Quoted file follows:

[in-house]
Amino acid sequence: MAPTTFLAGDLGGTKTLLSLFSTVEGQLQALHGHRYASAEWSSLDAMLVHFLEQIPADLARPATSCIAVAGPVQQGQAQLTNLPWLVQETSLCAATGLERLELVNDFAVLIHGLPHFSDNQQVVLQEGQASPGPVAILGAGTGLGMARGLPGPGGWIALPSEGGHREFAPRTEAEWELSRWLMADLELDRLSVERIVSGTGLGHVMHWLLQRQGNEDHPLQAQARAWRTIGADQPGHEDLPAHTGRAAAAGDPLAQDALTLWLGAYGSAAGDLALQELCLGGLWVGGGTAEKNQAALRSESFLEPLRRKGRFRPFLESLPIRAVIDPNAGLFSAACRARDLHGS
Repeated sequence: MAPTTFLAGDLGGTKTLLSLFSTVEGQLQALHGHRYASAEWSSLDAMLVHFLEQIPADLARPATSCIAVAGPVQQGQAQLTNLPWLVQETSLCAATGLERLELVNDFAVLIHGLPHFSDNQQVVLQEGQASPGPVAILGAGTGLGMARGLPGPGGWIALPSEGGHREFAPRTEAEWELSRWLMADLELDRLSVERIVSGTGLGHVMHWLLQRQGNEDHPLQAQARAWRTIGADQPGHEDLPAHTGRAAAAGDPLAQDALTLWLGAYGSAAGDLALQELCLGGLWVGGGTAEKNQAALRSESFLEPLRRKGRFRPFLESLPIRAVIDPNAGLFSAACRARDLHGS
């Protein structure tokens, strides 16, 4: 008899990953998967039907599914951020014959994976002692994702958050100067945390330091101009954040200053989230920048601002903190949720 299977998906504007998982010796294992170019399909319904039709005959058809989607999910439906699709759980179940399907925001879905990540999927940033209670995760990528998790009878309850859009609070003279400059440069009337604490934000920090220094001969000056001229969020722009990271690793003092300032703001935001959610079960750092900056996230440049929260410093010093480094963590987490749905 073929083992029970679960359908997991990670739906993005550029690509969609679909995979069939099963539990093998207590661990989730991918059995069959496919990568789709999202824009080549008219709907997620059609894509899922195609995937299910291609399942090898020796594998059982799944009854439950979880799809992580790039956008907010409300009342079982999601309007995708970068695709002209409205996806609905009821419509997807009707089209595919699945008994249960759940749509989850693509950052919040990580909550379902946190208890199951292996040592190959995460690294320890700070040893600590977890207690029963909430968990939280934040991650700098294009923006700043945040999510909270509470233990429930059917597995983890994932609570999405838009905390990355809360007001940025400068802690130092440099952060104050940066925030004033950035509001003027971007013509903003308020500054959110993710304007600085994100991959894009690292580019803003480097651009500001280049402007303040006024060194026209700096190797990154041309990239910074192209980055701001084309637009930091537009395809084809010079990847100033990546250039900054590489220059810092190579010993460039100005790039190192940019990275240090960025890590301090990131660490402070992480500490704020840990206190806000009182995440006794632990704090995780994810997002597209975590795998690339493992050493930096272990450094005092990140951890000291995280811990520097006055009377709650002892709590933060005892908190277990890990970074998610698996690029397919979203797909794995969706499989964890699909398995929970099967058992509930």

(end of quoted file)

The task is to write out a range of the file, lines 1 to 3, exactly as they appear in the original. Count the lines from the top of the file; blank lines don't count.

[in-house]
Amino acid sequence: MAPTTFLAGDLGGTKTLLSLFSTVEGQLQALHGHRYASAEWSSLDAMLVHFLEQIPADLARPATSCIAVAGPVQQGQAQLTNLPWLVQETSLCAATGLERLELVNDFAVLIHGLPHFSDNQQVVLQEGQASPGPVAILGAGTGLGMARGLPGPGGWIALPSEGGHREFAPRTEAEWELSRWLMADLELDRLSVERIVSGTGLGHVMHWLLQRQGNEDHPLQAQARAWRTIGADQPGHEDLPAHTGRAAAAGDPLAQDALTLWLGAYGSAAGDLALQELCLGGLWVGGGTAEKNQAALRSESFLEPLRRKGRFRPFLESLPIRAVIDPNAGLFSAACRARDLHGS
Repeated sequence: MAPTTFLAGDLGGTKTLLSLFSTVEGQLQALHGHRYASAEWSSLDAMLVHFLEQIPADLARPATSCIAVAGPVQQGQAQLTNLPWLVQETSLCAATGLERLELVNDFAVLIHGLPHFSDNQQVVLQEGQASPGPVAILGAGTGLGMARGLPGPGGWIALPSEGGHREFAPRTEAEWELSRWLMADLELDRLSVERIVSGTGLGHVMHWLLQRQGNEDHPLQAQARAWRTIGADQPGHEDLPAHTGRAAAAGDPLAQDALTLWLGAYGSAAGDLALQELCLGGLWVGGGTAEKNQAALRSESFLEPLRRKGRFRPFLESLPIRAVIDPNAGLFSAACRARDLHGS